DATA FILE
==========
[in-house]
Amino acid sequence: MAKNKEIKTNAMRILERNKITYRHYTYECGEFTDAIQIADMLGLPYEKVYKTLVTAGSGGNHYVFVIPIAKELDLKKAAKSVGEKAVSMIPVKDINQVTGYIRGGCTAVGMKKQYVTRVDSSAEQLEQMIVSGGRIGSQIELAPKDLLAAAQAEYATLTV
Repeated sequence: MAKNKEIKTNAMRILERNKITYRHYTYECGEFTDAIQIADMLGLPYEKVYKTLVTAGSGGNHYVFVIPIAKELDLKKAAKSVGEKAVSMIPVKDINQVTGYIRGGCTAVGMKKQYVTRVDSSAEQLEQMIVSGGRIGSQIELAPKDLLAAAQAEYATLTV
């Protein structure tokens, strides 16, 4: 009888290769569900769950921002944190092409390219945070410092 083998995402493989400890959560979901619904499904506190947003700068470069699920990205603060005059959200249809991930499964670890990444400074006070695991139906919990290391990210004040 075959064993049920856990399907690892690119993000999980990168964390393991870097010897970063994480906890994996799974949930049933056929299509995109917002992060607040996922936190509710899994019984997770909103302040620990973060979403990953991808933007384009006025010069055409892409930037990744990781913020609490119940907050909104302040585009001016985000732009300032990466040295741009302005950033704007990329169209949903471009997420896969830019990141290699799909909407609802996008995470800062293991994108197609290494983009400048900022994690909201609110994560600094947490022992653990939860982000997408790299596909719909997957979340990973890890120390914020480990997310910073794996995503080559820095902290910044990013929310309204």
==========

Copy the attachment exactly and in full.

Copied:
[in-house]
Amino acid sequence: MAKNKEIKTNAMRILERNKITYRHYTYECGEFTDAIQIADMLGLPYEKVYKTLVTAGSGGNHYVFVIPIAKELDLKKAAKSVGEKAVSMIPVKDINQVTGYIRGGCTAVGMKKQYVTRVDSSAEQLEQMIVSGGRIGSQIELAPKDLLAAAQAEYATLTV
Repeated sequence: MAKNKEIKTNAMRILERNKITYRHYTYECGEFTDAIQIADMLGLPYEKVYKTLVTAGSGGNHYVFVIPIAKELDLKKAAKSVGEKAVSMIPVKDINQVTGYIRGGCTAVGMKKQYVTRVDSSAEQLEQMIVSGGRIGSQIELAPKDLLAAAQAEYATLTV
């Protein structure tokens, strides 16, 4: 009888290769569900769950921002944190092409390219945070410092 083998995402493989400890959560979901619904499904506190947003700068470069699920990205603060005059959200249809991930499964670890990444400074006070695991139906919990290391990210004040 075959064993049920856990399907690892690119993000999980990168964390393991870097010897970063994480906890994996799974949930049933056929299509995109917002992060607040996922936190509710899994019984997770909103302040620990973060979403990953991808933007384009006025010069055409892409930037990744990781913020609490119940907050909104302040585009001016985000732009300032990466040295741009302005950033704007990329169209949903471009997420896969830019990141290699799909909407609802996008995470800062293991994108197609290494983009400048900022994690909201609110994560600094947490022992653990939860982000997408790299596909719909997957979340990973890890120390914020480990997310910073794996995503080559820095902290910044990013929310309204």